Russian soldiers came while we were still in deep sleep. Rudely and loudly commanded us to take the barest minimum as where we were going, there was plentiful of everything. Hurry up, Hurry up. They looked at us and, with a pointed finger, selected who was going. My mother, ill after her miscarriage, was not one of them. She should stay at home and look after her parents who lived next door. My father objected because Mother was ill herself and her parents so old, so Marysia (my oldest sister, 16 at the time) should stay behind and look after them all. But Marysia would not let us go without her as she reasoned, who would look after us? Five children? Father eventually saw her point and the six of us packed our mere belongings and left on our own sleigh, with two soldiers guarding us, to the nearest railway station. It was a long journey as it was 8km away… That was the last time I saw my mother. I was seven.

The night was beautiful; full moon shone on miles of flat farmland covered in metres of snow… sheer fairyland. There were no bells on our sleigh, just us six, bewildered, not knowing how or where we were going, people crying silently as no talking was allowed.

A sight to shudder at awaited us at the station. Screaming throngs of people were being pushed into empty cattle wagons; lost children called for their mothers, mothers shouting their children’s names, soldiers pushing us in faster and faster so that they could lock the doors from the outside. There were just not enough soldiers to control the procedure. They tried to stop civilians from escaping.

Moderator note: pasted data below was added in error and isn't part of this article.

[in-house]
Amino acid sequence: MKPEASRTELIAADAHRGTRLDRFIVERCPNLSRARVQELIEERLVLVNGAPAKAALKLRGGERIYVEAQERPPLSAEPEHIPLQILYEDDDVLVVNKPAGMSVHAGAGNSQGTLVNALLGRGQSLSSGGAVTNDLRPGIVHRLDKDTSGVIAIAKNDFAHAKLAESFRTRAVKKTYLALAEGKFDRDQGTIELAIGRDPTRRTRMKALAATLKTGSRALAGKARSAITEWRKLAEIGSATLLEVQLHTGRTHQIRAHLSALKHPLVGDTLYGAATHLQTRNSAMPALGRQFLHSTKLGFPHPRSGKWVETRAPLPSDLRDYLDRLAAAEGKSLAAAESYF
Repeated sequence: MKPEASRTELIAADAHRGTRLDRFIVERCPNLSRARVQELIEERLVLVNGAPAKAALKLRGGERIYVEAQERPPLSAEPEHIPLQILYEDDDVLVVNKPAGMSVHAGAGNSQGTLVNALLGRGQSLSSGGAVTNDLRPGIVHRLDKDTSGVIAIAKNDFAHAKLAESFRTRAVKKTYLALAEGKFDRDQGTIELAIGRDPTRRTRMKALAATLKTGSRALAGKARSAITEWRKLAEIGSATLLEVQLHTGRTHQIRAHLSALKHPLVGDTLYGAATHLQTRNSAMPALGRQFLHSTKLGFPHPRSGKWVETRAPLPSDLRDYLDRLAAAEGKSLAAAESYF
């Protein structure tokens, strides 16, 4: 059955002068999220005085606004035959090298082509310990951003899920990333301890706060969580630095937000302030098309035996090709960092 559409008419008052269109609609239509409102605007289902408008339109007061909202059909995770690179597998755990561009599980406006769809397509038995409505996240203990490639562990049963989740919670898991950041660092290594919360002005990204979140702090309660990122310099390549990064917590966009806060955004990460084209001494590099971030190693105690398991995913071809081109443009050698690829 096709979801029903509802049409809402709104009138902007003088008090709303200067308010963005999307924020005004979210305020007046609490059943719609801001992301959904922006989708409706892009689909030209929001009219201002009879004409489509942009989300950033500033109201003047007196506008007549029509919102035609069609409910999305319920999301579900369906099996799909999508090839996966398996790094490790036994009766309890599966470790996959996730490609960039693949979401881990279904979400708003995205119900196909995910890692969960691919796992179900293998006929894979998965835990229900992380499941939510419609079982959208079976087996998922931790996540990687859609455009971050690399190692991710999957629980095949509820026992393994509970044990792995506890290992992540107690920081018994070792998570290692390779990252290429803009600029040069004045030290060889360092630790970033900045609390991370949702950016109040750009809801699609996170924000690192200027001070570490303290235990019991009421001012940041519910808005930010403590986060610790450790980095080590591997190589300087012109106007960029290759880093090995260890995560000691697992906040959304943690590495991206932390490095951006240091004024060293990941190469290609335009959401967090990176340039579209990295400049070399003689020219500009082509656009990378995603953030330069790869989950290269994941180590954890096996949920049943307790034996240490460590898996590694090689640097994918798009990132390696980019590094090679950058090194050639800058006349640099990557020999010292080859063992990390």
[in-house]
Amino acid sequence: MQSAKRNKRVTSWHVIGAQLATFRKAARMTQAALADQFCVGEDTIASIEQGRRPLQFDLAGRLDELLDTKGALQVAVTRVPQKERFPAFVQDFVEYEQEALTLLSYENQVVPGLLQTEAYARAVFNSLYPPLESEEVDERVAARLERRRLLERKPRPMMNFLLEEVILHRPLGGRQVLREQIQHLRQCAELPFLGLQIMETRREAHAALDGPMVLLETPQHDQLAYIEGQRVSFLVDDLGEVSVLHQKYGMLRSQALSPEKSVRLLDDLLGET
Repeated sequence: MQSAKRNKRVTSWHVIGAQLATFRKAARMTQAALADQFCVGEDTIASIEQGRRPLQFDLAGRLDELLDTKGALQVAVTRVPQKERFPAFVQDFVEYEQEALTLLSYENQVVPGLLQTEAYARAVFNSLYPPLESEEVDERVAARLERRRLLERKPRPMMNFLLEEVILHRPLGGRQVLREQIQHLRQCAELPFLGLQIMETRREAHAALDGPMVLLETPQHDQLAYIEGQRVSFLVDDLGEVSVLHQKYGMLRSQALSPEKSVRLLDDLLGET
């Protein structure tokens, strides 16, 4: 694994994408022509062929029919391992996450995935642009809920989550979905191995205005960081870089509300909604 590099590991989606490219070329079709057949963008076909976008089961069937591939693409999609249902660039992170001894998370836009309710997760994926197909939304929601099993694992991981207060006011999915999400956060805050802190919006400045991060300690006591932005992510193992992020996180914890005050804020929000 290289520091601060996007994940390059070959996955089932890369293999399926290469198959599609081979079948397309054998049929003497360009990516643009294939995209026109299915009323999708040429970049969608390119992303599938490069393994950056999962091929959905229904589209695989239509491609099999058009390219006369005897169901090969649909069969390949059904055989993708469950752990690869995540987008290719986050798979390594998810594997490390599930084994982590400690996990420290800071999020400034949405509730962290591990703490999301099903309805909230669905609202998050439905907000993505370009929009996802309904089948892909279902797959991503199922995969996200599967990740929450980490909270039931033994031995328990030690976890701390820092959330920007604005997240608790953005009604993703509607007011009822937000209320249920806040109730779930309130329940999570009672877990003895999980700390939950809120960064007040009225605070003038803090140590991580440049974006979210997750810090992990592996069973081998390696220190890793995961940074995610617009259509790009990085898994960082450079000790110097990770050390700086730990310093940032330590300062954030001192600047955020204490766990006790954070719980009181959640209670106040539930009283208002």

Inside, the wagons were divided into two sections, centre was for standing only. Holes in the wooden floors were cut out, to be used as toilets. And as for sleeping arrangements, wooden bunkers were spaced high enough so a big person had to crawl in – even a child could not sit up. The only windows, or ventilation, we had were narrow openings near the roof of the wagon (which we used, using one hand, to gather snow for drinking). In the centre of the wagon, near the toilet hole, was a very small hole which, of course, had to burn day and night, otherwise only frozen corpses would have arrived at the selected destinations.

In the morning, the door would open and coal and water were thrown in. In the evening, we got soup and and more coal. Corpses were also removed. We were not allowed off the train to stretch our legs.

Confusion reigned supreme as only a few knew what was going on. They knew who and where they were getting off the train. The rest of us went on and on – by then, some had guessed we were going north-east. For four weeks we lived like that on the train.

At last, it was our turn to get off the train – we were well into March by then. We were near Arkhangelsk (Archangel), White Sea. (This is situated in the north of European Russia). Our means of transport was bobsleigh – driven by man-power. Each family had its own. Our father pulled or pushed us north-east on the river Dvina for a couple of days; Marysia was of great help. We still had a few of our feather-down duvets so we survived the cold nights and Father swapped a few of our belongings for before we started the river run.

We arrived at a place which must have been a valley because when the snow started melting, we were drowning – water up to my armpits. They quickly moved us into an existing camp. We were officially prisoners of war.

To be continued…